Among the features of the Watertown Riverfront Park and Braille Trail Project — expected to formally open to the public in the spring of 2016 — are interpretive signs that enable the general public and the developmentally disabled, with support from caregivers, to experience the full range of sensory inputs of nature as well fun interactive exhibits, such as a marimba bench made with dense hardwood to make natural music.
In addition to sound and touch, the Watertown Riverfront Park and Braille Trail Project also incorporates fragrant native plants such as bayberry and sweet fern, and edible plants like blueberries, when they are in season. Driscoll notes that caution must be observed when encouraging the public to taste, touch or smell any plant in a sensory garden or along the trail. Along with the fragrant plants, Driscoll said that having the expertise of Sasaki Associates and design consultants Chester Engineering allowed them to include several innovations based on bio-engineering principles, such as shape-keyed activity markers and placing braille plaques at a specific height and angle to be fully accessible to the blind. “This site has become one of the most popular spots of the entire Charles River Restoration project,” Driscoll says.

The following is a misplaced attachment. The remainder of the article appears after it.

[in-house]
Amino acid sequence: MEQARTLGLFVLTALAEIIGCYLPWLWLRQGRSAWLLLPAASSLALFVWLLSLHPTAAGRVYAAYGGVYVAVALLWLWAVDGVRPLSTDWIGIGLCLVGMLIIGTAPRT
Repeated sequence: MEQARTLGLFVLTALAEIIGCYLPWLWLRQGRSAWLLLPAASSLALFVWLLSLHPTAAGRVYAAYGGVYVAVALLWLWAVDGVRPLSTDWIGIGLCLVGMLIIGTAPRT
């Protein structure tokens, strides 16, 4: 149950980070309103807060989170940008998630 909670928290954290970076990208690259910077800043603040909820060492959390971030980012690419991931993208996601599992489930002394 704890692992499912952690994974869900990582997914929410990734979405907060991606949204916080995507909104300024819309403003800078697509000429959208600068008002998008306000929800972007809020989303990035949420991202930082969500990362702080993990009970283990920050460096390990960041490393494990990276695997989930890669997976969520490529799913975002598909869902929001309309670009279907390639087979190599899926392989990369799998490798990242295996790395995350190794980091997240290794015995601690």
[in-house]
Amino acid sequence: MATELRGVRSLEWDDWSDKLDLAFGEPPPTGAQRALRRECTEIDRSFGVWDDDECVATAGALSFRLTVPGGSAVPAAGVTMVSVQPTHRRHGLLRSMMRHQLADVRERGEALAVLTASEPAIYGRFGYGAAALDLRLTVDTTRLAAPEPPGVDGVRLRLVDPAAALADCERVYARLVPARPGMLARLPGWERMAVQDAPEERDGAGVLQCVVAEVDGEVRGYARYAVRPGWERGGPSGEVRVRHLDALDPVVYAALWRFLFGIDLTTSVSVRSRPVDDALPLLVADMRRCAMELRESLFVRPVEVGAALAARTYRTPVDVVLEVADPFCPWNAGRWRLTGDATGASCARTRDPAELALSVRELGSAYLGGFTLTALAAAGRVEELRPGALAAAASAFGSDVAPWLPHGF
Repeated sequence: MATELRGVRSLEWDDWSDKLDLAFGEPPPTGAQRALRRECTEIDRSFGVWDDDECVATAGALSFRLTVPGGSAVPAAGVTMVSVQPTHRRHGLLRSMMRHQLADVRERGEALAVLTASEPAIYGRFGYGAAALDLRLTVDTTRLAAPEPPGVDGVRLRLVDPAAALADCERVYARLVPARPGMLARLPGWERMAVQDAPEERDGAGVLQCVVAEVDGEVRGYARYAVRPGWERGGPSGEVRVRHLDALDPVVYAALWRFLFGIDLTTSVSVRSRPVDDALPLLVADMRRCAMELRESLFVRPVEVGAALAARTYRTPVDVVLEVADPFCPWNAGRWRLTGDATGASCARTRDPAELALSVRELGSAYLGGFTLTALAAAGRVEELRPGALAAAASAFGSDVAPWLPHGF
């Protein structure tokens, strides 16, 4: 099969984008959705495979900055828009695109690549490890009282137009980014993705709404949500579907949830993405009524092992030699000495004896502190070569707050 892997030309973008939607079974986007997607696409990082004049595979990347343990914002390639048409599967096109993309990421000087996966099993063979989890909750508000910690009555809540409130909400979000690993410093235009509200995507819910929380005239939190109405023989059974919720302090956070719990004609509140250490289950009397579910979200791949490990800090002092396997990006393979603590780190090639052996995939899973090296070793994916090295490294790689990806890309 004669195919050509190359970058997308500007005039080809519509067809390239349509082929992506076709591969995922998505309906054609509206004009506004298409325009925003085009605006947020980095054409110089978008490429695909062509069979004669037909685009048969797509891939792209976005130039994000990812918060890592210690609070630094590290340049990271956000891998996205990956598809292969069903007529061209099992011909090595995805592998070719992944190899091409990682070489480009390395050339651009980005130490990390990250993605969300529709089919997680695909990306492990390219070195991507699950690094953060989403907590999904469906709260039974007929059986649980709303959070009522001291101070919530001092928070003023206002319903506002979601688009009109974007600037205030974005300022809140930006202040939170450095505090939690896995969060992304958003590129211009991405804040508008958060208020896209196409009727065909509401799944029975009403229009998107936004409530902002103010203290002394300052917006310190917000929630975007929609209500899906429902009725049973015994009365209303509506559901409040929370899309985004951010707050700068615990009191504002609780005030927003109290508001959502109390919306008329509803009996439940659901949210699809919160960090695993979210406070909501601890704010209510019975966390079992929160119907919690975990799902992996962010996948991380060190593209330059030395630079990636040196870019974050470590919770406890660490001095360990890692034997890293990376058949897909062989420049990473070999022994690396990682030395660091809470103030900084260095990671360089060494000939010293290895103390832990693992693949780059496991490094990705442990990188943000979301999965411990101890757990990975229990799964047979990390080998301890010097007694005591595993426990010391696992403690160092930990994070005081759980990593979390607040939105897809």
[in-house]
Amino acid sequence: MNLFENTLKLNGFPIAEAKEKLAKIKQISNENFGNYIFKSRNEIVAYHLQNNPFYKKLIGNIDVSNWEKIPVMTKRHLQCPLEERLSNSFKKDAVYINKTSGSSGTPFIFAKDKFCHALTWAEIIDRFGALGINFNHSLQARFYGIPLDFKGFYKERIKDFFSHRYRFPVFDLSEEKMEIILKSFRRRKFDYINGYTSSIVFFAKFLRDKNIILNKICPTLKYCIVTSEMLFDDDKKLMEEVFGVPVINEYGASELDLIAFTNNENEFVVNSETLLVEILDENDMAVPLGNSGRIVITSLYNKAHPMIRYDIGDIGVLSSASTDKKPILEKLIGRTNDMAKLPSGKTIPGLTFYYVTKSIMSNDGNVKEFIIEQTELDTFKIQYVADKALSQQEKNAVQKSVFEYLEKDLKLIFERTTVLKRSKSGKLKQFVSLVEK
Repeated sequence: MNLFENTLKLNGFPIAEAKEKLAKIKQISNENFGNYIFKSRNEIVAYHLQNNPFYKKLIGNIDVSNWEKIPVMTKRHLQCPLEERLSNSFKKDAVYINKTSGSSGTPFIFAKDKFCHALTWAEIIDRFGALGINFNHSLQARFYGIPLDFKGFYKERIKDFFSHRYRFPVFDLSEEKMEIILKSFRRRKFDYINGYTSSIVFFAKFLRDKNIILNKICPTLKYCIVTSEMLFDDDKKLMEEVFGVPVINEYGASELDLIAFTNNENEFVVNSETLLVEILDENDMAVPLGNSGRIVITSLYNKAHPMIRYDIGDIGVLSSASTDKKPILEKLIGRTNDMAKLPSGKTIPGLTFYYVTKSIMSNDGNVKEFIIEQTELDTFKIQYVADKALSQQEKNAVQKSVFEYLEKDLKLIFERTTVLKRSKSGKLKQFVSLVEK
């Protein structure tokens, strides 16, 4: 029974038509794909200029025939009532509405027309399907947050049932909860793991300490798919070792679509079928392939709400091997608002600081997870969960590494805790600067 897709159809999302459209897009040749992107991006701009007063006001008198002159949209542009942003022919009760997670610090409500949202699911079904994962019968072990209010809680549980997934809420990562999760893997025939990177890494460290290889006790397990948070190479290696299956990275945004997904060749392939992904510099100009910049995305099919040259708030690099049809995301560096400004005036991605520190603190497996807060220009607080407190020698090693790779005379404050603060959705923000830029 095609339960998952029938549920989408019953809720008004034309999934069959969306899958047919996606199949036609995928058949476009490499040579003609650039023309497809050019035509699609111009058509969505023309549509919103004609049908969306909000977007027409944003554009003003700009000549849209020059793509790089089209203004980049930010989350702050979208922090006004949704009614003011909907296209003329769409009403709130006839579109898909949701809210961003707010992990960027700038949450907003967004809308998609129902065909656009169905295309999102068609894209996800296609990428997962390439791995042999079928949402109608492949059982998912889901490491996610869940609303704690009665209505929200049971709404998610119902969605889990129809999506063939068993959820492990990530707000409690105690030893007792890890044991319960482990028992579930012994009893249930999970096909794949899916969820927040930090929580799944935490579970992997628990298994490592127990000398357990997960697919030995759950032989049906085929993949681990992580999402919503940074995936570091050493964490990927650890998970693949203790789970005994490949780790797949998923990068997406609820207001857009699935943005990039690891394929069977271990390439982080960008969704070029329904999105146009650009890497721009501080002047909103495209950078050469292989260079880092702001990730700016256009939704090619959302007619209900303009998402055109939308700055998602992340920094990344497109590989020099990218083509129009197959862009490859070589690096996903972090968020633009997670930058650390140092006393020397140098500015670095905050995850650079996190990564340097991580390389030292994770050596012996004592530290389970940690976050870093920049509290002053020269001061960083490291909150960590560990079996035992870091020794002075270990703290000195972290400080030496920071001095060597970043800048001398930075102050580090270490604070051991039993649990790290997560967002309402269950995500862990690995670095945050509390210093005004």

You can start small or go big. No matter how you engage park visitors’ senses, the experience of the soft-fascination of nature is one of the most pleasurable you can have from time spent outdoors. Involving as many of your senses as possible can make those experiences memories for a lifetime.
Richard J. Dolesh is NRPA’s Vice President of Conservation and Parks.